“We are creating an upper echelon of authorship that’s based on brand and celebrity and packaging. And these choices reverberate across our media and our culture. The consolidation of big publishing is no different than mom-and-pop shops going out of business because they can’t compete with the Walmarts and the Targets of the world.”

    What the author missed, is that… it is different. Because, unlike the Mom and Pop stores that fold, authors are rising up.

    It is the rise of self-publishing which is turning what would otherwise be a disaster into a triumph of market-based democracy.

  8. I attended the Clarion Science Fiction and Fantasy Writers Workshop in 1990. Michael Kube-McDowell spent an afternoon educating us on the mergers and takeovers of publishing imprints back then, and included a flow chart showing that all roads lead to BigPub.

    May I point out that in the 25+ years since then, the consolidation has only gotten thicker.

    The good news, of course, is that indie publishing is alive and well and living in the 21st century.

  9. Firstly, big money to celebs has occurred FOREVER in pub, even when houses were free standing. Take that off the table. The business model of pub has FOREVER, been 20% or 25% of the feeds bring in 80% or so of the moolah. Old, old trope. Pubs have rarely supported the 80%. But too, they never told the great unwashed 80% they pubbed, that they were going to be treated as backstage door Johnnies. In other words, a tiny part of the larger, but not one of the larger parts.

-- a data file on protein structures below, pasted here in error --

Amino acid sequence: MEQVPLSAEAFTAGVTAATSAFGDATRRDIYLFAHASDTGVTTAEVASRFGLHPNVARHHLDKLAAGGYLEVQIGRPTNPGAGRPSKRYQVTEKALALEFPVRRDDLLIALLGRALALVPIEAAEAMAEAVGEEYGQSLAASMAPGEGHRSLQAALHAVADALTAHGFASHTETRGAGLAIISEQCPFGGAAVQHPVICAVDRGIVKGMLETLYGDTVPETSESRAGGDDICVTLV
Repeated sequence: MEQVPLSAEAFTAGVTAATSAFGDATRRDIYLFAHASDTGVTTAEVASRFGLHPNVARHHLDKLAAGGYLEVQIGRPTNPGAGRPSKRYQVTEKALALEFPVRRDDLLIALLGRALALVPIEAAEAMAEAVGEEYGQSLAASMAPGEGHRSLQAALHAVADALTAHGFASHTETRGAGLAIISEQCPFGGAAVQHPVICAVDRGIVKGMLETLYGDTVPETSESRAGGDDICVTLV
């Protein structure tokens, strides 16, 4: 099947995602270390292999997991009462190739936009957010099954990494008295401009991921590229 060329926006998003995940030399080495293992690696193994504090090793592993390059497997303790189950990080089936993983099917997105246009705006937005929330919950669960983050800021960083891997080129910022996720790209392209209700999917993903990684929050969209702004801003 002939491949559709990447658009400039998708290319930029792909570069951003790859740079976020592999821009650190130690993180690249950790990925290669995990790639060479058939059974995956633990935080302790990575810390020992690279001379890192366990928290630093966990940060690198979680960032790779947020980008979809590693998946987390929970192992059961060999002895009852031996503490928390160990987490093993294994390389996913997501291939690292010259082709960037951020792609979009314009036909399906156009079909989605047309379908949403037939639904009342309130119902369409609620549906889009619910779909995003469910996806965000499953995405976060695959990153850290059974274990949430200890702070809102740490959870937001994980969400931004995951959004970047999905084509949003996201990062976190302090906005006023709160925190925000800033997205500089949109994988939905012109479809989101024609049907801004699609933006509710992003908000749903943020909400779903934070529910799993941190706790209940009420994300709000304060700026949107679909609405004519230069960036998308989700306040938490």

I find it odd that a person who was an acquiring editor, speaking about so-called changes in this time, did not mention indie publishing. It’s the coyote watching the rabbits who skyline themselves stupidly, as though coyotes do not exist.

    Coyotes are meat eaters and do exist. In far more huge numbers than there are do-nothing, see-nothing, non-responders to peril. Coyotes, more and more are daily eating “publishers’ lunches.”

    The nonsense about consolidation making pub ‘different and worse’ in this time, is bullova sheizah. It is the same as always, the exact same unjust model for decades, only more ‘seeable’ now, by indies. One need not be an agent or editor or vp to see the shell game now. All authors who care to, can see it. In spades.

    The crapinouzula about having the equiv of ‘a pie chart to successful publishing with trad pubs’ taught to/ practically tattooed on an author’s forehead, is absurd. [following a link in said person’s article to how vewy vewy important it is
    –that author is brandable [what a freekin terrible word]
    — that the author has ‘personality’… [great and what about us who were born in a bad mood…]
    –That in order to sell to trad pub, authors must prove they have social media groupettes, [they forget to mention qualityof]